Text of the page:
Severe neonatal hypernatraemia: a population based study

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This research shows that if mothers do not get adequate support to establish breastfeeding properly, then complications can sometimes arise such as dehydration, which can lead to severe hypernatraemia.

Dangers of dehydration can be reversed if the condition is caught at an early enough stage. The authors of the paper noted that they were encouraged that hospitals which were accredited as Baby Friendly showed no extreme cases of dehydration.

We agree with the authors’ recommendations that a ‘safety net’ needs to be put in place by health-care facilities to ensure that babies are successfully breastfeeding, through regular contact with the mother in the early days to check how breastfeeding is going and the condition of the baby, including weight, stooling and the number of wet nappies in a given time period. This should be standard practice across the NHS, and will ensure that any problems are picked up at an early stage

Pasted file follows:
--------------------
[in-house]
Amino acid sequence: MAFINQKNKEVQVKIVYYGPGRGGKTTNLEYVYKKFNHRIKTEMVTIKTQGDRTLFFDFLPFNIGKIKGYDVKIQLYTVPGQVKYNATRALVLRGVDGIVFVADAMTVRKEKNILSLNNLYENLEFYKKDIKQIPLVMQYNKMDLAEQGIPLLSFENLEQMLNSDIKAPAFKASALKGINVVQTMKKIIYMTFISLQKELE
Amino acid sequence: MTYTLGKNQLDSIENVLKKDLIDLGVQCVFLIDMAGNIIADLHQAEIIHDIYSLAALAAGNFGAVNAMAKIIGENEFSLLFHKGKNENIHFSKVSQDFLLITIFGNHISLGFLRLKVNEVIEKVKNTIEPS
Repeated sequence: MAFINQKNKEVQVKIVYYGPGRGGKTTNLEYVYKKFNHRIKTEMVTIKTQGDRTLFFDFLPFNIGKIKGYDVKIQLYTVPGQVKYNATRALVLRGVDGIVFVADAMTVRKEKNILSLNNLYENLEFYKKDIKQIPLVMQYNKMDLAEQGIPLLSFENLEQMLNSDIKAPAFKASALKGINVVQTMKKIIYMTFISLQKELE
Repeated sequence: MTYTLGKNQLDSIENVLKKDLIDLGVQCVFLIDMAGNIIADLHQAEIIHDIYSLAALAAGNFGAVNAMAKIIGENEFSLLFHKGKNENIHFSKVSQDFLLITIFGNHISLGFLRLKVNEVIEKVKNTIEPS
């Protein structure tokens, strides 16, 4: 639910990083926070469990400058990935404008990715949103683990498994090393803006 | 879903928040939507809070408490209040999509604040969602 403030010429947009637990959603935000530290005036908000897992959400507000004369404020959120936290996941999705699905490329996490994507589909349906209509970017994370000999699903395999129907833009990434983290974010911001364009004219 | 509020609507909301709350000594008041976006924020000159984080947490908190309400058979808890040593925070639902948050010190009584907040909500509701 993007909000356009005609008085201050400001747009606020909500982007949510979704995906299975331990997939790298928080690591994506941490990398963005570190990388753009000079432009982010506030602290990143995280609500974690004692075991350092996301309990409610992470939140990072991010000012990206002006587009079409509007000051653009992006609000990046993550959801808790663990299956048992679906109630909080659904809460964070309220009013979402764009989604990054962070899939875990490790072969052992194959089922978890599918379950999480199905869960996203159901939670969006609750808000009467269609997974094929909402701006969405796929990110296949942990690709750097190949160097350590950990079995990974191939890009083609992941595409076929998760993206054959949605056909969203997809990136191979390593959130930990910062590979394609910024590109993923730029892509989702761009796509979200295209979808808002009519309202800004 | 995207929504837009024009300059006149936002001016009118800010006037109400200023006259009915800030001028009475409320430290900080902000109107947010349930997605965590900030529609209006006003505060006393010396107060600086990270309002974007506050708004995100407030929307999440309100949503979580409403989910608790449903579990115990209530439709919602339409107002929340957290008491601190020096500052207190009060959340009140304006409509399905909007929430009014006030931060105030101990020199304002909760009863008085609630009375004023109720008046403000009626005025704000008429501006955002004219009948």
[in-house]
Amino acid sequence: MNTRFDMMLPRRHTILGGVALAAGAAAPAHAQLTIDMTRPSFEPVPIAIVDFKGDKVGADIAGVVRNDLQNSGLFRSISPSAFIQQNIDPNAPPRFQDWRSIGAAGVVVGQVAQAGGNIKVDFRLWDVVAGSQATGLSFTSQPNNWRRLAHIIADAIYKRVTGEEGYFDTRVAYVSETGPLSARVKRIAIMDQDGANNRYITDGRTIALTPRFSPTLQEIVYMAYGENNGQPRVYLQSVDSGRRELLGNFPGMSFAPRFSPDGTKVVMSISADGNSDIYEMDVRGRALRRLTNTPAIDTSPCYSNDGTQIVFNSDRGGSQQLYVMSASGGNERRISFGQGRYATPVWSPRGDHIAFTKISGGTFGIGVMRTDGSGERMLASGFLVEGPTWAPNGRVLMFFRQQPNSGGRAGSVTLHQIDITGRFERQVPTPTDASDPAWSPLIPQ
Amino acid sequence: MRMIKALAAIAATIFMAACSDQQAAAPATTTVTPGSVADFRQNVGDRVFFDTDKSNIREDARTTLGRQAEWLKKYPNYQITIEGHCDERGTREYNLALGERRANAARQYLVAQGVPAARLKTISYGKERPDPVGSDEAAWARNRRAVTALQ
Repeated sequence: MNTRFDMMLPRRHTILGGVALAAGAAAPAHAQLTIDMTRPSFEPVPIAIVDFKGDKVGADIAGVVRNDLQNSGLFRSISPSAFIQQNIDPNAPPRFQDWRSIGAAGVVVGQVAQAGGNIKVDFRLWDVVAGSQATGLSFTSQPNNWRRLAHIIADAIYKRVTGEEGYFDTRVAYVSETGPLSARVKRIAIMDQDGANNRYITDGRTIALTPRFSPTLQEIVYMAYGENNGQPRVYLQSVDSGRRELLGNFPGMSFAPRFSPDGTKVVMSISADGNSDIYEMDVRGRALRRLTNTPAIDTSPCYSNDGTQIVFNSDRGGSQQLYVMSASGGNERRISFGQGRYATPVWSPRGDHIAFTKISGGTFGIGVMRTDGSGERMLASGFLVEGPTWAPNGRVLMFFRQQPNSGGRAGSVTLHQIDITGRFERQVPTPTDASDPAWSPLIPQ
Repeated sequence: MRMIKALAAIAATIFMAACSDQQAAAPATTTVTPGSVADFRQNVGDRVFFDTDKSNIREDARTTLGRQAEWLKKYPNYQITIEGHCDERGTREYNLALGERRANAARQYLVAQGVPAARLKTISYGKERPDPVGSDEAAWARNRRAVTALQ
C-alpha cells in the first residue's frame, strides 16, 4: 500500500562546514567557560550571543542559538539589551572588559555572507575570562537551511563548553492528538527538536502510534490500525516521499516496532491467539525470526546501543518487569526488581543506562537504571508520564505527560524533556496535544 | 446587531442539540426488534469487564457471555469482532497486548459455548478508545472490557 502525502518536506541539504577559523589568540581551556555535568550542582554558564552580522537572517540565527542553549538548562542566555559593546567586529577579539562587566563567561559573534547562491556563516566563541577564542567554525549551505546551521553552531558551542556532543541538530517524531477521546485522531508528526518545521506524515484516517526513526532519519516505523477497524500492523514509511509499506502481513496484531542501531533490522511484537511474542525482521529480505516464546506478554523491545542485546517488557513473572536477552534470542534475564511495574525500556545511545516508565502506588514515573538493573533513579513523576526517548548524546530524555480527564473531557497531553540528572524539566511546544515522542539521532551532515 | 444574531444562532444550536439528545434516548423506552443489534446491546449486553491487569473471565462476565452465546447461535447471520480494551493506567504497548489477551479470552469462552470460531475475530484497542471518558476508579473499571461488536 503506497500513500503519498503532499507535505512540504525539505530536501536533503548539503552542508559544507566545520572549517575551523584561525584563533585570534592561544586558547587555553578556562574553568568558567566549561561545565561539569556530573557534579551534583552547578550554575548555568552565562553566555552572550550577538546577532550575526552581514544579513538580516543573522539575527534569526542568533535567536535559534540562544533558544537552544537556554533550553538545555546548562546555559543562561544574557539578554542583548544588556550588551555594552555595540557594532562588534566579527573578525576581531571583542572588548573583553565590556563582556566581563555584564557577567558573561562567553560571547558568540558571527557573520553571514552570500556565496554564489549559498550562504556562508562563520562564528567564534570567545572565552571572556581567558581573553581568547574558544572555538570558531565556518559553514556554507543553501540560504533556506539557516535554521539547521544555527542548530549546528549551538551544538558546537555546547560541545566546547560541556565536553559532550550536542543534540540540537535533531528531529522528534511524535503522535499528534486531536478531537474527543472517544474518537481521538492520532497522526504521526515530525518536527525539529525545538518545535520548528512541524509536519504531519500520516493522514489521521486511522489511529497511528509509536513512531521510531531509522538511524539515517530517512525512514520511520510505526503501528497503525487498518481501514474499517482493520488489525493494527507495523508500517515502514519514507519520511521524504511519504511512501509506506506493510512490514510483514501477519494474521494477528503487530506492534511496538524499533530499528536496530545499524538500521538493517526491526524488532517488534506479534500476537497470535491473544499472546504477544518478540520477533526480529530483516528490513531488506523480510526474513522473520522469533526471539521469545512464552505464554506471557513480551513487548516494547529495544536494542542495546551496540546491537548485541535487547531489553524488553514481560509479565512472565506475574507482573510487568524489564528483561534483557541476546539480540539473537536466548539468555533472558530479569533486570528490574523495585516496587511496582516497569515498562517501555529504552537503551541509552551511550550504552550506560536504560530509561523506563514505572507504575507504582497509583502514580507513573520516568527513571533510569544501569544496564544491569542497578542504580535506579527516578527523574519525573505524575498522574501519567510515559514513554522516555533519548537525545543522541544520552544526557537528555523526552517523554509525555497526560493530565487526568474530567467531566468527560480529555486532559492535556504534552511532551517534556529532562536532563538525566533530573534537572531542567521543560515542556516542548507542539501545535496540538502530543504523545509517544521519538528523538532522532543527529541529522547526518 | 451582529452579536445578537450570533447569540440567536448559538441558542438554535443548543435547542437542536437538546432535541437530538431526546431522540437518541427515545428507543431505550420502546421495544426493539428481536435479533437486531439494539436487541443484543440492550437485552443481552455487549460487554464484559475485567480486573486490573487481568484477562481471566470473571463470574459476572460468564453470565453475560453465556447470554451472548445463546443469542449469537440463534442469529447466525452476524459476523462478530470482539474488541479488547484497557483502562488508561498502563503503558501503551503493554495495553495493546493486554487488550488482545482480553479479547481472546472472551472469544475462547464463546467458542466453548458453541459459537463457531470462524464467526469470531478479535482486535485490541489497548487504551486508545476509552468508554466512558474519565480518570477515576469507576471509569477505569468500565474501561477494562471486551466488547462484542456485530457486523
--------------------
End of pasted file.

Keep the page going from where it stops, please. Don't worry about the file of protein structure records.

The Baby Friendly Initiative includes guidance and training for all health professionals in contact with new mothers and babies in how to help a mother initiate successful breastfeeding and overcome common problems. This includes a standard breastfeeding assessment form that health professionals are required to use when they are with a mother to ensure that this safety net is in place.

Oddie, S, et al (2012). Severe neonatal hypernatraemia: a population based study. ADC Fetal and Neonatal, doi:10.1136/archdischild-2012-302908.

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